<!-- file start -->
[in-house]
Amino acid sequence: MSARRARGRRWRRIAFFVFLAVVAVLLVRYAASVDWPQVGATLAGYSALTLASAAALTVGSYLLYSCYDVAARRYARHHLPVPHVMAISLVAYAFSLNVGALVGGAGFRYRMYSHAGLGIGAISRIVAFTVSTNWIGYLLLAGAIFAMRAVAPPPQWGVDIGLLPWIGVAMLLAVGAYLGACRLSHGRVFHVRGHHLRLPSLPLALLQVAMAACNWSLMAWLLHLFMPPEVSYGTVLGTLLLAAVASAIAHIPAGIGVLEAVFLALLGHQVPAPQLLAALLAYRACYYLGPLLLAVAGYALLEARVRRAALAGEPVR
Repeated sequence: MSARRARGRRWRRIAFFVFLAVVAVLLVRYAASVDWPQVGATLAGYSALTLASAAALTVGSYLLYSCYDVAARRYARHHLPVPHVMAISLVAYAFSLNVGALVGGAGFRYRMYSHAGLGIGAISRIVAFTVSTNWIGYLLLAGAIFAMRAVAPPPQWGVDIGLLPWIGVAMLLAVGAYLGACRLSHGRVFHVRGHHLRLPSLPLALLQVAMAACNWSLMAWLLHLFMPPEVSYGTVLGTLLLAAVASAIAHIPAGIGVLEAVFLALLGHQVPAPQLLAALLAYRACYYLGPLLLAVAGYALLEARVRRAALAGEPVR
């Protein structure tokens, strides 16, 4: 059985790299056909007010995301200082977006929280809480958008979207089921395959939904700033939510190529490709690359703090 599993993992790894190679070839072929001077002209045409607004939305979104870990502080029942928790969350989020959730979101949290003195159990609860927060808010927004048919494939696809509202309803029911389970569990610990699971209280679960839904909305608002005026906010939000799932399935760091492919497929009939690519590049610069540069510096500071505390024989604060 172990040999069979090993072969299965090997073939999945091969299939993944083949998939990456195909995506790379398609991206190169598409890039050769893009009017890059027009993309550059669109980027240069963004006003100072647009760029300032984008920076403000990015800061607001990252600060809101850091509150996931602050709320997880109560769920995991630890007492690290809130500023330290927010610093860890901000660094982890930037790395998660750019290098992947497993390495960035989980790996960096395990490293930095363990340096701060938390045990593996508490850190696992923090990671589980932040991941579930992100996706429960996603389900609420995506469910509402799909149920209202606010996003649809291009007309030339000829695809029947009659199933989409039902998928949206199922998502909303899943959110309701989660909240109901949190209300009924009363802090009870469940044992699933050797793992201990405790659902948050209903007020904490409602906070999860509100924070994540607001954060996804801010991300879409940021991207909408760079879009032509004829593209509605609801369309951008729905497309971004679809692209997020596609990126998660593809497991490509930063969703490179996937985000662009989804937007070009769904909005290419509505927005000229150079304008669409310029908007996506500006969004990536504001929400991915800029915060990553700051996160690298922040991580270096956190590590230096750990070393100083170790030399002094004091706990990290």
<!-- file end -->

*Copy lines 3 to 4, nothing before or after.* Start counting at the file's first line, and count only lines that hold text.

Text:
Repeated sequence: MSARRARGRRWRRIAFFVFLAVVAVLLVRYAASVDWPQVGATLAGYSALTLASAAALTVGSYLLYSCYDVAARRYARHHLPVPHVMAISLVAYAFSLNVGALVGGAGFRYRMYSHAGLGIGAISRIVAFTVSTNWIGYLLLAGAIFAMRAVAPPPQWGVDIGLLPWIGVAMLLAVGAYLGACRLSHGRVFHVRGHHLRLPSLPLALLQVAMAACNWSLMAWLLHLFMPPEVSYGTVLGTLLLAAVASAIAHIPAGIGVLEAVFLALLGHQVPAPQLLAALLAYRACYYLGPLLLAVAGYALLEARVRRAALAGEPVR
């Protein structure tokens, strides 16, 4: 059985790299056909007010995301200082977006929280809480958008979207089921395959939904700033939510190529490709690359703090 599993993992790894190679070839072929001077002209045409607004939305979104870990502080029942928790969350989020959730979101949290003195159990609860927060808010927004048919494939696809509202309803029911389970569990610990699971209280679960839904909305608002005026906010939000799932399935760091492919497929009939690519590049610069540069510096500071505390024989604060 172990040999069979090993072969299965090997073939999945091969299939993944083949998939990456195909995506790379398609991206190169598409890039050769893009009017890059027009993309550059669109980027240069963004006003100072647009760029300032984008920076403000990015800061607001990252600060809101850091509150996931602050709320997880109560769920995991630890007492690290809130500023330290927010610093860890901000660094982890930037790395998660750019290098992947497993390495960035989980790996960096395990490293930095363990340096701060938390045990593996508490850190696992923090990671589980932040991941579930992100996706429960996603389900609420995506469910509402799909149920209202606010996003649809291009007309030339000829695809029947009659199933989409039902998928949206199922998502909303899943959110309701989660909240109901949190209300009924009363802090009870469940044992699933050797793992201990405790659902948050209903007020904490409602906070999860509100924070994540607001954060996804801010991300879409940021991207909408760079879009032509004829593209509605609801369309951008729905497309971004679809692209997020596609990126998660593809497991490509930063969703490179996937985000662009989804937007070009769904909005290419509505927005000229150079304008669409310029908007996506500006969004990536504001929400991915800029915060990553700051996160690298922040991580270096956190590590230096750990070393100083170790030399002094004091706990990290």